Drinks Wine

Vin de Pamplemousse

DSC_0127I love Lillet. It’s spring in a bottle; the flowers are in bloom, the winter chill is gone, the sun is shining, and I can enjoy the outdoors before it starts to get really hot.

When I first came across this recipe in the New York Times cookbook I wanted to make it. Amanda Hesser’s notes on this recipe intrigued me, “modeled after Lillet and far more delicious.”

What kept me from making it was the cost, and the time. Seven bottles of Sancerre and a bottle of vodka. 40 day and night maceration time. Purchasing corks and cheesecloth online. It’s a project. But like all of my favorite projects it’s primarily hands off.

IMG_5360-1So when a work colleague posed interest and agreed to split the cost we spent the morning assembling this. I passed over Sancerre for an affordable white Bordeaux made exclusively of Sauvignon Blanc. We got the vodka on sale. It’s the perfect time of year to find various types of citrus and grapefruit at the market. The stars aligned for this one.

The end result will make eight 750 milliliter bottles, so I plan to keep one on hand as a last minute food gift. That’s if they last that long.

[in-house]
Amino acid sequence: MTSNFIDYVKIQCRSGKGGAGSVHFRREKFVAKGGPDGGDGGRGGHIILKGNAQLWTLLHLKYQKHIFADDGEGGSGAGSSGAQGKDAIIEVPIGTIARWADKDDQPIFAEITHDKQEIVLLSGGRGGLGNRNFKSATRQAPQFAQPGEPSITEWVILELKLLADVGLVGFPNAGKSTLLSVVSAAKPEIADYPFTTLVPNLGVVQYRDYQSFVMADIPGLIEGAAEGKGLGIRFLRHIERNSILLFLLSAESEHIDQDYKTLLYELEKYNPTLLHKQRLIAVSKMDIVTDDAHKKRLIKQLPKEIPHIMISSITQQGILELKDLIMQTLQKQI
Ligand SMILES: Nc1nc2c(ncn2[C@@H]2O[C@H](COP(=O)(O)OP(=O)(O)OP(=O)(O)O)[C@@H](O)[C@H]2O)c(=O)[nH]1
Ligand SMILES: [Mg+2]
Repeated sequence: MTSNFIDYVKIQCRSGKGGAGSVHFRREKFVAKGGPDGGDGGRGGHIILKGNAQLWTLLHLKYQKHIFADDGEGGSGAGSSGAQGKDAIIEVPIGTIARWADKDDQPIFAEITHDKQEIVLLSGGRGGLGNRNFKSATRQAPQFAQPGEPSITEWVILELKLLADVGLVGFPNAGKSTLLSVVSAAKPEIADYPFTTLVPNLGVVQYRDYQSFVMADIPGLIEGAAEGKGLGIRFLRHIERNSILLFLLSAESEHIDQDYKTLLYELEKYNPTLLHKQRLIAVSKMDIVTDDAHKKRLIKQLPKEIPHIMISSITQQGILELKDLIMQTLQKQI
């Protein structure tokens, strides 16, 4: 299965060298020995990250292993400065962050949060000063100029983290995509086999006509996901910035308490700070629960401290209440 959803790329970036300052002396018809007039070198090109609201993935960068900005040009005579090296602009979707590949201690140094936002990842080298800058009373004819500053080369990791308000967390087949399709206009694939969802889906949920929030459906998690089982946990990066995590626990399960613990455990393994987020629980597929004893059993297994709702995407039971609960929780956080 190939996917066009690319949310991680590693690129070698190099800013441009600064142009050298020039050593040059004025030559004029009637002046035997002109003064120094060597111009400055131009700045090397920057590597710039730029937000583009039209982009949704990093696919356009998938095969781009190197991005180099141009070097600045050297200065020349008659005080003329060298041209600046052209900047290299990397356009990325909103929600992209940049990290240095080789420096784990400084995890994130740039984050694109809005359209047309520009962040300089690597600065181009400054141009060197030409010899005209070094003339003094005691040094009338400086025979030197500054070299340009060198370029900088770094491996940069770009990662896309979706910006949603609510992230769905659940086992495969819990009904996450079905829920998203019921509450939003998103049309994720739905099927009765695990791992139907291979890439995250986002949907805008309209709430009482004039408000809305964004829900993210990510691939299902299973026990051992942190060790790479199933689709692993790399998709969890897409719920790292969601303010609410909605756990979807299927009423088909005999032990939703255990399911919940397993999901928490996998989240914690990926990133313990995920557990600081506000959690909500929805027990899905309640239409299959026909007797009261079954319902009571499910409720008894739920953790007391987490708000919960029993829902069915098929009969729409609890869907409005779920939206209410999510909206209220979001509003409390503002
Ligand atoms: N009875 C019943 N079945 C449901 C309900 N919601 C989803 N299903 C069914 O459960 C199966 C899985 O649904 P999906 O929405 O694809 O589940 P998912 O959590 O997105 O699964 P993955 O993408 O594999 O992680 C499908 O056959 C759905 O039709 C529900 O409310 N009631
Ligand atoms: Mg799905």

Grapefruit Wine (Vin de Pamplemousse)


  • 3 Ruby Red grapefruits, scrubbed
  • 3 white grapefruits, scrubbed
  • 4 lemons, scrubbed
  • 2 vanilla beans, split
  • 3 cups granulated sugar
  • 6¼ bottles (750-ml bottles) sauvignon blanc, preferably Sancerre
  • 32 ounces (1 quart) 80 proof vodka.


Part 1:

Start with a sterile 3 gallon or larger bucket or crock (I’m using a stainless steel pot). Thinly slice the grapefruits and lemons, rind and all, and toss them into the bucket. Add the split vanilla bean and sugar. Pour the wine over the citrus and sugar. Add the vodka, and stir well.

Cover the bucket tightly with plastic wrap and let stand in a cool, dark place for 40 days. A basement or closet are fine. For the first seven days, stir the grapefruit wine once a day to dissolve the sugar and draw the citrus oils from the rinds. After the first seven days, stir once every two to three days.

After 40 days, strain the wine through a strainer or sieve lined with several layers of cheesecloth into another large sterile bucket. Discard the vanilla and citrus.

Part 2: Bottling

Have eight scalded wine bottles on hand.

Using a funnel, decant the wine into the bottles, leaving 1 to 2 inches of space at the top. The recipe states to boil new corks (that you can buy on www.thegrape.net) and seal the bottles.

I’m going to look into the bottling process more and write a follow-up post because I believe it will require the purchase of a corker, and the jury is relatively mixed on boiling corks before sealing bottles. I’m pretty glad I have 40 days to figure it out.


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